Monday, September 10, 2018

Collings Foundation: Battle for the Airfield


The Collings Foundation will be hosting their second event of the year Saturday and Sunday October 6-7 8:30-4:30. Tickets are $20 for adults and $10 for children. You can find more information here.

The Battle for the Airfield is a World War II event that includes the opportunity to tour the Collings collection and to participate in World War II themed activities. There are tents for Allied and Axis troops that you can tour, see and speak with reenactors to get an idea of what life was like for a World War II soldier. The Battle is fought twice once at 11 and again at 3 each day and by all accounts the outcome is pretty much the same all four times with minor alterations that always occur when anything is live. Just a hint the allies always win.


I feel fortunate to live in an area that celebrates history. Growing up I always had opportunities to explore Colonial and Revolutionary War history, sometimes in my school's backyard. Last year I had the pleasure of bringing family to a World War II experience at the Collings Foundation. Despite the pounding rain, it was an amazing day. The younger kids in the family got to explore exhibits and visit and talk to renanactors from allied and axis camps. Considering the pounding rain visiting the tents was a relief from the wet. Again despite the weather what impressed me most was how willing the reanactors were to answer the children's questions no matter how basic. They treated them with respect and answered them, providing the kids with age appropriate information based on the questions aksed.


The rain delayed the Battle as the planes were having trouble getting into the air. However the kids were interested in pointing out where they'd noticed the tanks from our previous visit during the Spring tour. They wondered if they'd get to see them in action during the fight.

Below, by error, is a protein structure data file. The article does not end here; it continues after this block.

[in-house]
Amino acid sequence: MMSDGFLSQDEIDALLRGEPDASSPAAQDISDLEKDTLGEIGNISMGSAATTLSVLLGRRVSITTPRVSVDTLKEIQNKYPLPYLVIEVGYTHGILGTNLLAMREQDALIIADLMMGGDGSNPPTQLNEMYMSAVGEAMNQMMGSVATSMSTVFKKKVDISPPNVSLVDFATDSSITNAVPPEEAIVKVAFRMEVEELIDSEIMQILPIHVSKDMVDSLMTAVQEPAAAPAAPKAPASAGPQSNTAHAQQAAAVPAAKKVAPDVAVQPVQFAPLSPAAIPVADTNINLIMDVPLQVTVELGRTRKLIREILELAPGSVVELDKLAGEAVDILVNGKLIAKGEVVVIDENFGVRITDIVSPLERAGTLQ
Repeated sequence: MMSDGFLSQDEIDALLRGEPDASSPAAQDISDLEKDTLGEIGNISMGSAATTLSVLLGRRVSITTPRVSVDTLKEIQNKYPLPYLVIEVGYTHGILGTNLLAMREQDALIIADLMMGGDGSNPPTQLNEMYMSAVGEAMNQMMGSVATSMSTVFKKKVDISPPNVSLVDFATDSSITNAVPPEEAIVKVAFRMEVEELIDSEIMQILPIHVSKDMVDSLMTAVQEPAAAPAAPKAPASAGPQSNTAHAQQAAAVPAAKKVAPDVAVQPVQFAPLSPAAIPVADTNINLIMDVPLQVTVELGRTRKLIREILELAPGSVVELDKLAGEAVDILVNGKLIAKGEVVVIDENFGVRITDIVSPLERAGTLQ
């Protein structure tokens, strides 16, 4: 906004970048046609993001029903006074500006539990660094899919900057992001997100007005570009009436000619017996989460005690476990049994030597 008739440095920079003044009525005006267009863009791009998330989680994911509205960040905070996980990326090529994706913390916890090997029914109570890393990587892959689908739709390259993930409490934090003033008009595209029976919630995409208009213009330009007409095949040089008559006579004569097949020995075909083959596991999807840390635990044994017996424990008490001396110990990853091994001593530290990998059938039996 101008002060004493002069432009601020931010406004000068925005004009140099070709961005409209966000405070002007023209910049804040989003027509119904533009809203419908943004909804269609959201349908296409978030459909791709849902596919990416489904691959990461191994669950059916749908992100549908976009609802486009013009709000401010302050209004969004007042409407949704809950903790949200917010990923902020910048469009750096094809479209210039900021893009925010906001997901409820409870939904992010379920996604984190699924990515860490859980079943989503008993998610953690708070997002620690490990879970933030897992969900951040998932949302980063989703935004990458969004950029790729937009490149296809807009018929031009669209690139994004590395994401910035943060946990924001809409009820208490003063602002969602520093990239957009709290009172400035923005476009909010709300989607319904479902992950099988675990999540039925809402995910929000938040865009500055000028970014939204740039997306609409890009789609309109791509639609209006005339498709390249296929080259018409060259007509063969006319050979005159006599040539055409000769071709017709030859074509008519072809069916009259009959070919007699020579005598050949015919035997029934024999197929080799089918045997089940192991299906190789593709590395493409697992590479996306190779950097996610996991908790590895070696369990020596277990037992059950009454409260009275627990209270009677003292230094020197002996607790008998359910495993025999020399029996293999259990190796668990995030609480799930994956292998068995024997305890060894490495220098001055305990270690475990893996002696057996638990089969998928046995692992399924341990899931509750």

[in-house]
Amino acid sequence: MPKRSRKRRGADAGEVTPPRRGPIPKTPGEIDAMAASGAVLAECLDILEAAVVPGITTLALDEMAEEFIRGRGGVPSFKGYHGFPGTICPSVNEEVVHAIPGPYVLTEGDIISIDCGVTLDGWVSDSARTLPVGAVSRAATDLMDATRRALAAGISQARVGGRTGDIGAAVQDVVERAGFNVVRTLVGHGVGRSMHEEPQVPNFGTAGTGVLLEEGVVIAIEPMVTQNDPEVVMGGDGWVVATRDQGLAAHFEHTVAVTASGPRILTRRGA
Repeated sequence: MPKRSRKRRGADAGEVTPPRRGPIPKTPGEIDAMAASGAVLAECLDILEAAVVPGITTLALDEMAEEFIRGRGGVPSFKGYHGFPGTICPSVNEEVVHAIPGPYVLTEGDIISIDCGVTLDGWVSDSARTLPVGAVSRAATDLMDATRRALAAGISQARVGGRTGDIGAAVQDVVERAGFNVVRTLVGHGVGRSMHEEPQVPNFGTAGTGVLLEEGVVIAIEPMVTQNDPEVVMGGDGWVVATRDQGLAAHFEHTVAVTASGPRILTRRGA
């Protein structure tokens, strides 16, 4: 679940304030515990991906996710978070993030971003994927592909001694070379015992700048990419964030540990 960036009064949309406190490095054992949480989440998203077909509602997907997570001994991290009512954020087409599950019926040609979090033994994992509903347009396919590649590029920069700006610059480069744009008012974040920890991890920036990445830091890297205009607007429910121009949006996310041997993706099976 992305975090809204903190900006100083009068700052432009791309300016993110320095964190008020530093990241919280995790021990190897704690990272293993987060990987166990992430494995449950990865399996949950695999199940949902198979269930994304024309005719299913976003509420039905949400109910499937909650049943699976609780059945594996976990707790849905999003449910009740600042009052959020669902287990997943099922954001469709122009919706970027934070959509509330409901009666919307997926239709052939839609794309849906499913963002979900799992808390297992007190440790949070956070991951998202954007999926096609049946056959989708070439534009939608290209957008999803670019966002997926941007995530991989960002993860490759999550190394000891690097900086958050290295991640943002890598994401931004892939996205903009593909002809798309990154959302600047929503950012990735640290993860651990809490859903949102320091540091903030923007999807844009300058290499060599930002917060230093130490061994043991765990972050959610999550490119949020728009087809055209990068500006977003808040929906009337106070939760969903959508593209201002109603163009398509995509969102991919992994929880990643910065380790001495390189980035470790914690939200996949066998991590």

It is a war, people do get killed in the battle although nothing too gruesome. For those with noise issues it gets loud at times with the artillary going off. I suggest chairs or blankets for watching the Battle although with the rain nothing made it too comfortable.


We are planning a trip back this year hoping for better weather and the opportunity to really see and take in all the experiences offered. If the kids enjoyed it this much in the rain I can only imagine it will be even better if we can get their on a rain free day.


That being said the rain did get one of the older kids to comment how awful it must have been to live like that when it rained, so perhaps the rain helped bring some reality to the situation.


Tuesday, September 4, 2018

Secrets of American History World War I



I keep coming back to the Secrets of American History titles to review because I find myself drawn to a history series that tries to write independent readers for children to read about history on their own and dives into areas often not found in other children's books on the topic.

Fearless Flyers, Dazzle Painters, and Code Talkers!: World War I (Secrets of American History)has probably the best introduction to the time period I've read in the series to date. World War I is a tough topic to cover with children. Clearly within a leveled reader format much has to be condensed and left out, but I thought this book did a good job of picking and choosing what to write about in the introduction to World War I.